Of the traditional genres of representational painting, still life is the one hung most heavily on the vision of the artist. A life model brings their own personality to a portrait, while shifting light and weather can provide dynamism for a landscape. In a still life painting, however, the onus is on the artist to select their objects, light them, compose them and represent them. The best still life paintings are not made by the most competent technicians, but by artists who have perceived a particular character in the objects they choose to paint.
Euan Uglow had that kind of vision. In interviews, the late artist talked about the “character” of his still life subjects – not an anthropomorphic character but a visual one that informed the idea behind a painting. In a 1976 Aquarius documentary, he spoke about two lemons he was painting: one a “dowdy” fruit, the other “bright and magic”. He would spend so long painting them that both would end up shrivelled and dull, but the idea of the essential character of those lemons remained the subject.
In this final article, I’ll be looking at how Uglow used still life to explore a visual idea, using a stringent and measured painting process to preserve an object’s character.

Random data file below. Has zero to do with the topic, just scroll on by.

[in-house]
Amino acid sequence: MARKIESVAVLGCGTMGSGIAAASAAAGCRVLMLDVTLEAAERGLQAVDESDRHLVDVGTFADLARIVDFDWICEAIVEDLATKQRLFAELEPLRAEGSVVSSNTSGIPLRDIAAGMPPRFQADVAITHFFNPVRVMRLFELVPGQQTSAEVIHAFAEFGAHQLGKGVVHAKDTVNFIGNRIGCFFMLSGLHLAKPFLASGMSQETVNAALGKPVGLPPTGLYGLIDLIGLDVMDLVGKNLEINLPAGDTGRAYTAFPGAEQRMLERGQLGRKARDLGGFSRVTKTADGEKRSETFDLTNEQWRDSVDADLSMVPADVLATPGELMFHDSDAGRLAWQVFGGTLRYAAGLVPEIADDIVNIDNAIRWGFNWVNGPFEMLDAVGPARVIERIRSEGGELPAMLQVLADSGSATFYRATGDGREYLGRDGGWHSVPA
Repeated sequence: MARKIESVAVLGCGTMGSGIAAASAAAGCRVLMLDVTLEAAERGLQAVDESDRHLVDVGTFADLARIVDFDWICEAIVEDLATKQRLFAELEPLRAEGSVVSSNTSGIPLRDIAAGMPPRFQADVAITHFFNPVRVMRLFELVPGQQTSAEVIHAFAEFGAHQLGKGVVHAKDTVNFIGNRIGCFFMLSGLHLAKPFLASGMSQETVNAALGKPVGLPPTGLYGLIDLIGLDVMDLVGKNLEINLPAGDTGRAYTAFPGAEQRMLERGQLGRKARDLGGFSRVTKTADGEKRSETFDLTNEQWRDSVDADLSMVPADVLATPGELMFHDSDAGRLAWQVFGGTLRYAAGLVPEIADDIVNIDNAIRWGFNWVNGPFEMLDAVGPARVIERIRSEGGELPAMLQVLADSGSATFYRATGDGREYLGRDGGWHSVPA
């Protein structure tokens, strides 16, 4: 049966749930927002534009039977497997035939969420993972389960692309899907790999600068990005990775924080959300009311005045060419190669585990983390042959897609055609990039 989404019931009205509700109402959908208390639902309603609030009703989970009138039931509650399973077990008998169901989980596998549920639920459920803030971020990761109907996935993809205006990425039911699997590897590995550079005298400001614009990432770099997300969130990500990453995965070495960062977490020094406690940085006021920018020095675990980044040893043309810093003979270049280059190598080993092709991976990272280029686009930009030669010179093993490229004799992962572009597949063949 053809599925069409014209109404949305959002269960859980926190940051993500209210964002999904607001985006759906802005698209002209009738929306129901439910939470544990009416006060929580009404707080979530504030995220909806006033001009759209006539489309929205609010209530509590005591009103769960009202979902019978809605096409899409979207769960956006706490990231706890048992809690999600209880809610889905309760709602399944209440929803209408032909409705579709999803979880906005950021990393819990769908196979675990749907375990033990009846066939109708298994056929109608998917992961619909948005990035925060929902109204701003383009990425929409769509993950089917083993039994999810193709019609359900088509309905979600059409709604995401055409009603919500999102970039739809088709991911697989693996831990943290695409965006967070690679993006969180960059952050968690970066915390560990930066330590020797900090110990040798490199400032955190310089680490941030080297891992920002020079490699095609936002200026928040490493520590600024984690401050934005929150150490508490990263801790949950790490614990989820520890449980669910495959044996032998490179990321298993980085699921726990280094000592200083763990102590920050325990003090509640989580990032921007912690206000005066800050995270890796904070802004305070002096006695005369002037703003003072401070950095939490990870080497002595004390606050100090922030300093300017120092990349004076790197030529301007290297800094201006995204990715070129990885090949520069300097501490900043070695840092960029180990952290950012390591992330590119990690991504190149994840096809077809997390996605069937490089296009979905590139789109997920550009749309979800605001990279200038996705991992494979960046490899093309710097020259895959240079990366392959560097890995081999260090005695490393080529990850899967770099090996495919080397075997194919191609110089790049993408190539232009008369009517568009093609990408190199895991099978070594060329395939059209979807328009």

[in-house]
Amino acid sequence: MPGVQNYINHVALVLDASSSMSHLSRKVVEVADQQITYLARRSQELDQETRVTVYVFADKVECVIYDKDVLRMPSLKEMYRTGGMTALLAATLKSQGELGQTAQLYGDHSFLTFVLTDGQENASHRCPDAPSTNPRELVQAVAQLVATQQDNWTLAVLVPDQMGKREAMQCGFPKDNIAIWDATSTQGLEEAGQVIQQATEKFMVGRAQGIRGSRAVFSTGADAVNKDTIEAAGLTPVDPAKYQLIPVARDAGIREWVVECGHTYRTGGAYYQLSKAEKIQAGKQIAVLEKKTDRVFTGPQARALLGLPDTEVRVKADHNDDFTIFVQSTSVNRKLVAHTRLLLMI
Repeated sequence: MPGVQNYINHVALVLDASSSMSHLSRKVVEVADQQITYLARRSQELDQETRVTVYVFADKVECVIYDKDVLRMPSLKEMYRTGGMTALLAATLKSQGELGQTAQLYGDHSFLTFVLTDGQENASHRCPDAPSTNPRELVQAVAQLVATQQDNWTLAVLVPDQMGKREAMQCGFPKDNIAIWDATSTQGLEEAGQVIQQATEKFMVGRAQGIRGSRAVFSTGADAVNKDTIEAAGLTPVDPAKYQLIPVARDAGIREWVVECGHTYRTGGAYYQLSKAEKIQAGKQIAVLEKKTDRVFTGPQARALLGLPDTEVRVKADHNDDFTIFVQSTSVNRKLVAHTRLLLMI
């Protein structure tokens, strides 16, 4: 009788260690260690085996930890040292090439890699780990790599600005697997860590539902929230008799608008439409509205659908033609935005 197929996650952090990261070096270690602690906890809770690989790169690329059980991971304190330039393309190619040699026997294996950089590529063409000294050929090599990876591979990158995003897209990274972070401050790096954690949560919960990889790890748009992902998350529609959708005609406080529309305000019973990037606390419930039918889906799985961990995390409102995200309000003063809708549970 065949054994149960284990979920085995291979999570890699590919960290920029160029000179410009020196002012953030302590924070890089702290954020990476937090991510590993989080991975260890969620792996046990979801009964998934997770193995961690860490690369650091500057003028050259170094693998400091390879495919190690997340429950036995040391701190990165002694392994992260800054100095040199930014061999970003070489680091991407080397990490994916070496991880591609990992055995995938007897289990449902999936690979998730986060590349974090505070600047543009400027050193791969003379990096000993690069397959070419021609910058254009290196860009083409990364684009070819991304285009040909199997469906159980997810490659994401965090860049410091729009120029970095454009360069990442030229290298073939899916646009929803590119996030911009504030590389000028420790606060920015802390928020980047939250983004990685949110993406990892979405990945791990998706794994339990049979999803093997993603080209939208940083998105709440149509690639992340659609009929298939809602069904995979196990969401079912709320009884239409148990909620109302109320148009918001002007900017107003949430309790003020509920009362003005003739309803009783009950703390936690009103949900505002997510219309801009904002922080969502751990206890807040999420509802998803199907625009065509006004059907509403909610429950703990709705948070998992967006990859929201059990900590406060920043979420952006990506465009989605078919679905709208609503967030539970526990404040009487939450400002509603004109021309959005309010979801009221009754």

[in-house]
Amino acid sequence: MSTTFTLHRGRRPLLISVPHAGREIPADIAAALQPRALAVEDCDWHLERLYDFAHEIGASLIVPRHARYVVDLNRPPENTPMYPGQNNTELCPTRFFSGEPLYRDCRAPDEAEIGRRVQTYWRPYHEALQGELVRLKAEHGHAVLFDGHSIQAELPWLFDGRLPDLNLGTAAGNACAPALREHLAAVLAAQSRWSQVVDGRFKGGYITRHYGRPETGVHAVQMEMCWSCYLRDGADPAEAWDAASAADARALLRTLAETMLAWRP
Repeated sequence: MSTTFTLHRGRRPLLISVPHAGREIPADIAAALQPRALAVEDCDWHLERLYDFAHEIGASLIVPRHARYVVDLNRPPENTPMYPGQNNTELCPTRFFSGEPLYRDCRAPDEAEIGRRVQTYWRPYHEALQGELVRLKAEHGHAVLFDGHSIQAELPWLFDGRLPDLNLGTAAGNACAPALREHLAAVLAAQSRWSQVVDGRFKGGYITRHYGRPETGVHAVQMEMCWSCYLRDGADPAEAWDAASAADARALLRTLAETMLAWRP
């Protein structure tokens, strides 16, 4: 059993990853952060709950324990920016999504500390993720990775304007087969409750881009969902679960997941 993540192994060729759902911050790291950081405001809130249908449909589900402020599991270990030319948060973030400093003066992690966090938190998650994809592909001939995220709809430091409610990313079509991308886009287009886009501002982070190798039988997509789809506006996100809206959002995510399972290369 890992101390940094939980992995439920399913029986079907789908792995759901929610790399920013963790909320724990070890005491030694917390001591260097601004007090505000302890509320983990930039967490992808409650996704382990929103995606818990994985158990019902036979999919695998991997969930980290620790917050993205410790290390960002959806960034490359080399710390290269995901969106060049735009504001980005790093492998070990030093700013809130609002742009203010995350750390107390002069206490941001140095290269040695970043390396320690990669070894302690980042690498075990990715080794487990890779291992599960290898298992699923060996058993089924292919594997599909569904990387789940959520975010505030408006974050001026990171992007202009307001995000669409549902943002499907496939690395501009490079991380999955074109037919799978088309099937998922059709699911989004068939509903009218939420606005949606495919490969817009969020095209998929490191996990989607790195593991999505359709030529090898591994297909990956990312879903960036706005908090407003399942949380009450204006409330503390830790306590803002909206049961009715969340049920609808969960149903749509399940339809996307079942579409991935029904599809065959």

THE PURSUIT OF AN IDEA
A painter’s canvas represents a point of confluence between the nature of the subject, the concerns of the painter, and the paint itself, literally sitting on an easel in between artist and subject. Euan Uglow often talked about the magic moments when light, subject and idea align in a painting. While we can look at his still life as competent observational studies, they also represent the pursuit of an idea hung on the image of an object. Recurring visual concerns of colour and shape repeat throughout his work, crossing genres and subjects.
You can read up to 3 premium stories before you subscribe to Magzter GOLD
Log in, if you are already a subscriber
Get unlimited access to thousands of curated premium stories, newspapers and 5,000+ magazines
READ THE ENTIRE ISSUE